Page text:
Dear Dot: Dishwasher or Handwash — Which Method Saves Water?

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Dear Dot,
This has always been a burning question for me. What’s the most efficient water use for cleaning dishes — handwashing in sink or running through dishwasher?
–Maria, Arlington, Vermont

Dear Maria,
It is my utter delight to be able to tell you — indeed all my readers — to stuff your rubber gloves back in a drawer, treat yourself to a fancy manicure (if that’s your thing), and let your dishwasher do the dirty work. Yes, even your inexpensive dishwasher without all the fancy options. 

Let’s start with the numbers. According to the Natural Resources Defense Council, 27 gallons of water goes down the drain per load by hand versus as little as three gallons with an ENERGY STAR-rated dishwasher. ENERGY STAR itself boasts that a standard-sized ENERGY STAR certified dishwasher costs about $35 per year to run and can save about 3,800 gallons of water over its lifetime

Pretty compelling sales pitch for the machine, huh Maria?

There are some hacks for ensuring that your dishwasher remains the champ, even with super dirty dishes. The main reason that dishes occasionally emerge from a dishwasher still unclean isn’t the dishwasher so much as the dishwasher loader. In other words, the machines are typically doing their jobs perfectly well; it’s the humans who sometimes are not. 

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Get a load of this:
Mr. Dot is a master of loading dishwashers. Indeed, our Dot progeny, frequently tasked with clearing the table as part of their family duties, are often subject to a resigned sigh from Father Dot who’s audibly disappointed at his offspring’s inability to properly load the dishwasher. He will then rearrange the dishes appropriately. Such is the burden of a stickler.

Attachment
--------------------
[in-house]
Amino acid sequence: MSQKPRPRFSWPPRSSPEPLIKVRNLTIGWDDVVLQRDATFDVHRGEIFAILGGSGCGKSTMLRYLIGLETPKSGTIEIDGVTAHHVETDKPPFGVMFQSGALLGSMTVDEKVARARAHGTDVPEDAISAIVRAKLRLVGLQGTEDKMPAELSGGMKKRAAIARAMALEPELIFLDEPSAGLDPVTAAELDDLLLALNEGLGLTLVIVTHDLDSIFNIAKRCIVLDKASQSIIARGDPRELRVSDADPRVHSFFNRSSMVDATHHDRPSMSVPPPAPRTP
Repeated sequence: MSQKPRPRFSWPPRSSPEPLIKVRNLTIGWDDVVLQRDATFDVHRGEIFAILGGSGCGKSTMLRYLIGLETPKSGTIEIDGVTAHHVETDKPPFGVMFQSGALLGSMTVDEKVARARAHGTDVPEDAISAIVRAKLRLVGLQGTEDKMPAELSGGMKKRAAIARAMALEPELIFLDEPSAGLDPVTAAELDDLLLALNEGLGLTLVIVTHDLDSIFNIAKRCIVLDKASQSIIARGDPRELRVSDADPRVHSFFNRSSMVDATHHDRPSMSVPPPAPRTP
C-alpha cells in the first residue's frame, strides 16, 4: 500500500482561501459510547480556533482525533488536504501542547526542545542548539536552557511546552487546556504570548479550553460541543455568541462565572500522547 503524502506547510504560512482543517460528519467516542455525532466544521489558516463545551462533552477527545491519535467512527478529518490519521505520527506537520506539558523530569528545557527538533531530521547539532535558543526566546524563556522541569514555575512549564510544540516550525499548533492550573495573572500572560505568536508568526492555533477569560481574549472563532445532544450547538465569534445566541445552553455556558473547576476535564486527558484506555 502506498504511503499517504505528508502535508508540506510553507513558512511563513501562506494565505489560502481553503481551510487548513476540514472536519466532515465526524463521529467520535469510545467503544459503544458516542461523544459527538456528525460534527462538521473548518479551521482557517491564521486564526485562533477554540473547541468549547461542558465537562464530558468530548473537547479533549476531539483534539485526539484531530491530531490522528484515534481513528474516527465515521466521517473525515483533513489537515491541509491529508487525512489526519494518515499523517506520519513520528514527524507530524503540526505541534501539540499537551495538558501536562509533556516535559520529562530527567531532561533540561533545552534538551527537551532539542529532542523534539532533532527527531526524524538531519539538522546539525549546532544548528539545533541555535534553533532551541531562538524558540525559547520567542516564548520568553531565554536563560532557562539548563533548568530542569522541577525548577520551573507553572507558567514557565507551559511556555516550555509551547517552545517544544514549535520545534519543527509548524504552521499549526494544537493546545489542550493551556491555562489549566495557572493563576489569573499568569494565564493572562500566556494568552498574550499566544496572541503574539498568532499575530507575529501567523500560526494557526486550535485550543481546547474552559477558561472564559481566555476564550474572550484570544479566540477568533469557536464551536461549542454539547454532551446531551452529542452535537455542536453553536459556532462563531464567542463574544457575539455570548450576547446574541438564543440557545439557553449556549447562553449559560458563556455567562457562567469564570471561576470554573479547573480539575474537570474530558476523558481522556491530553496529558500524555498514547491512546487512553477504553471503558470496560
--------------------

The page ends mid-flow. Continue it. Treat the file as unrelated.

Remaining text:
But Mr. Dot’s actions are key to ensuring clean dishes. Like him, make sure that plates aren’t flush against each other, that bowls and glasses are rims down, and that cutlery allows enough space for water to get between.

And forget rinsing! If you must remove food (and mostly you do not, save for stringy or hard bits of food that can get caught in your filter), please use a scraper/spatula instead of water. But, let me reiterate, you do not need to pre-rinse. In fact, pre-rinsing dishes can make your detergent less effective at cleaning. This is because modern detergents contain enzymes, which biodegrade quickly in water and work by clinging to food particles. Without food particles to cling to, they work less effectively. (Just FYI: most gels don’t contain enzymes but pretty much all powders and tabs do.)

Dot’s Detergent Down-Low:
What about the dishwashing suds? The New York Times’ Wirecutter reports that many of the big brands with their fancy pods actually deliver too much detergent: “The prepackaged heavy doses of high-end formulas, such as Cascade Platinum or Finish Quantum, can be overkill,” Wirecutter reports

So what should you look for? Powders and tabs are typically easier on the environment and, experts say, more effective at cleaning. If you have hard water, look for citric acid in your dishwashing detergent or, if necessary, add it to your dishwasher. It acts as a water softener. Steer clear of fragrance or colorants. 

Bluedot founder Vicki Riskin and Room for Change columnist Mollie Doyle swear by Dropps, which you can subscribe to so they arrive like magic when you need them. Other Bluedot-beloved eco-detergents include Nellie’s Dishwasher Powder (I love Nellie’s retro metal tin) and Seventh Generation Dishwasher Detergent. 

Join me, Maria, in raising our soft, unchapped, dishwashing-free hands in a collective cheer for dishwashers, truly liberating us from domestic servitude.

Leisurely,

Dot

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